- 6:54: We learn about the 5 senses in school, but did you know there are a couple more senses that can be affected by SPD? The proprioceptive sense is how we sense pressure or gravity on our muscles or joints and the vestibular sense is how we are aware of balance and where we are in space. The signs of SPD in these senses are sometimes easy to mistake for disruptive behavior.
Kids are remarkably resourceful in terms of figuring out how to meet their needs. -Dr. Beurkens
- 9:38: By intentionally studying your child’s behavior, you can get clues to help you figure out what may be going on. Activities and behaviors that might be seen as misbehaving can be a sign that the child is struggling to process the input they are receiving. Falling out of their chair repeatedly, purposefully running into things, constant fidgeting and pacing, or avoiding certain things can all be signs of SPD.
Kids want to please. They want to do the right thing. When they’re struggling, it gives us cues if we’re willing and able to watch for it to say “what’s going on here?” -Dr. Beurkens
Labeling and SPD
- 10:48: Many kids with SPD are dumped into the ADD/ADHD bucket, but these are different things which may coexist. Kids who are diagnosed with ADD/ADHD, autism, or behavioral disorders often have an SPD component to their symptoms, but that’s not the whole picture.
- 11:36: How does SPD come into play when it comes to eating? Remember how there are both over and under processors? Well, both sides can have difficulties with eating.
- 11:54: What we eat is so important for our overall health. If we don’t feed our bodies well, then we can’t function correctly. Your child’s diet can impact their behavior, mood, anxiety and more. The neurotransmitters that govern mood and behaviors are formed from, you guessed it, the nutrients in our food. Many parent’s aren’t as aware of the link between our mental health and our food.
When we put junk in our bodies, in the way of food, we end up getting junk out. -Dr. Beurkens
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Nutrients Deficiencies and SPD
- 13:40: When it comes to kids with SPD there are certain nutrients they tend to be deficient in. Zinc and iron are both very important for our sense of taste and smell. If a kid is adverse to the smells and tastes of most foods or doesn’t seem to notice different smells and tastes they are often low in both of these nutrients.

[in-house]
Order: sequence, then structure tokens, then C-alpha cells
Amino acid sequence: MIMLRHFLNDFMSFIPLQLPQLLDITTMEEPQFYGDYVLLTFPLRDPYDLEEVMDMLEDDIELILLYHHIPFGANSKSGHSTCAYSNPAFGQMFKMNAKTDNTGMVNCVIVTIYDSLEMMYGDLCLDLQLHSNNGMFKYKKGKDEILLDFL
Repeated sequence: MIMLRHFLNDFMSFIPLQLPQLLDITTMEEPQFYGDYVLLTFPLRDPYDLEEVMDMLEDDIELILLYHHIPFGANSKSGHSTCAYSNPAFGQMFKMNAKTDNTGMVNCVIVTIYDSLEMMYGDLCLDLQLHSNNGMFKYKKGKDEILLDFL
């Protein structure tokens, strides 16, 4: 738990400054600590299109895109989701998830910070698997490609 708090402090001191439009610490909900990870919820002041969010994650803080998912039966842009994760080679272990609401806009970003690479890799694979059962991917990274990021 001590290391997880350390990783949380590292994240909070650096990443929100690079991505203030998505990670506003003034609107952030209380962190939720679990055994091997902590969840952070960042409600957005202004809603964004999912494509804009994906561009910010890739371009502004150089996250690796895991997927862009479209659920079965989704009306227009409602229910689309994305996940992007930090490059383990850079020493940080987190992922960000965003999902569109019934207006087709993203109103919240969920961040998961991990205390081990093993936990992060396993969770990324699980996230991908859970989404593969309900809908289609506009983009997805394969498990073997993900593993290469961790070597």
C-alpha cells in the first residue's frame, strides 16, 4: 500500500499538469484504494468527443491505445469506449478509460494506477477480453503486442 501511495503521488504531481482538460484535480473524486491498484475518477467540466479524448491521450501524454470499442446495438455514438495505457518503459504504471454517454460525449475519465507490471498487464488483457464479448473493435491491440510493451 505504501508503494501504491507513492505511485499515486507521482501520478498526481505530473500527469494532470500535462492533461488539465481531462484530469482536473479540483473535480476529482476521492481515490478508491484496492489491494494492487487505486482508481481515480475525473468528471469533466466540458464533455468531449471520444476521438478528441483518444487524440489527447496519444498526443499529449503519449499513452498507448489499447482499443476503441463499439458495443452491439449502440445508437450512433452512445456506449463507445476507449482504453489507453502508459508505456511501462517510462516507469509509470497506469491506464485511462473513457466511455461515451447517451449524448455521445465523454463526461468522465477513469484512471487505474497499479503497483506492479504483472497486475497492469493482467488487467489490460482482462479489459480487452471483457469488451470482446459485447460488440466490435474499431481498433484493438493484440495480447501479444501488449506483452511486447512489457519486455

- 14:55: The next aspect of SPD relating to food is that texture issues, difficulty chewing or disliking many tastes leads to avoidance patterns around anything new. The child will have a (usually very small) group of things that they accept and know to be ok and they are very resistant to anything else. Then you end up with nutrient deficiencies due to their limited diet which perpetuates the cycle.
- 16:37: The first step to overcoming these challenges as parents is to recognize that this is a process and manage expectations. You won’t take your child from chicken nuggets, pizza, fries and mac and cheese, to vegetable lover overnight.
- 17:46: Dr. Beurkens discusses the differences between a true feeding disorder and picky eating. A child with a feeding disorder will generally have less than 20 foods that they will eat. They may even have brand or presentation specific preferences. These kids would often need and benefit from specific therapies to overcome their challenges.
Better Eating Through Exposure to Foods
- 18:39: The process begins with exposure without the expectation of eating it.
- 19:19: Hear examples of how this can look in practice.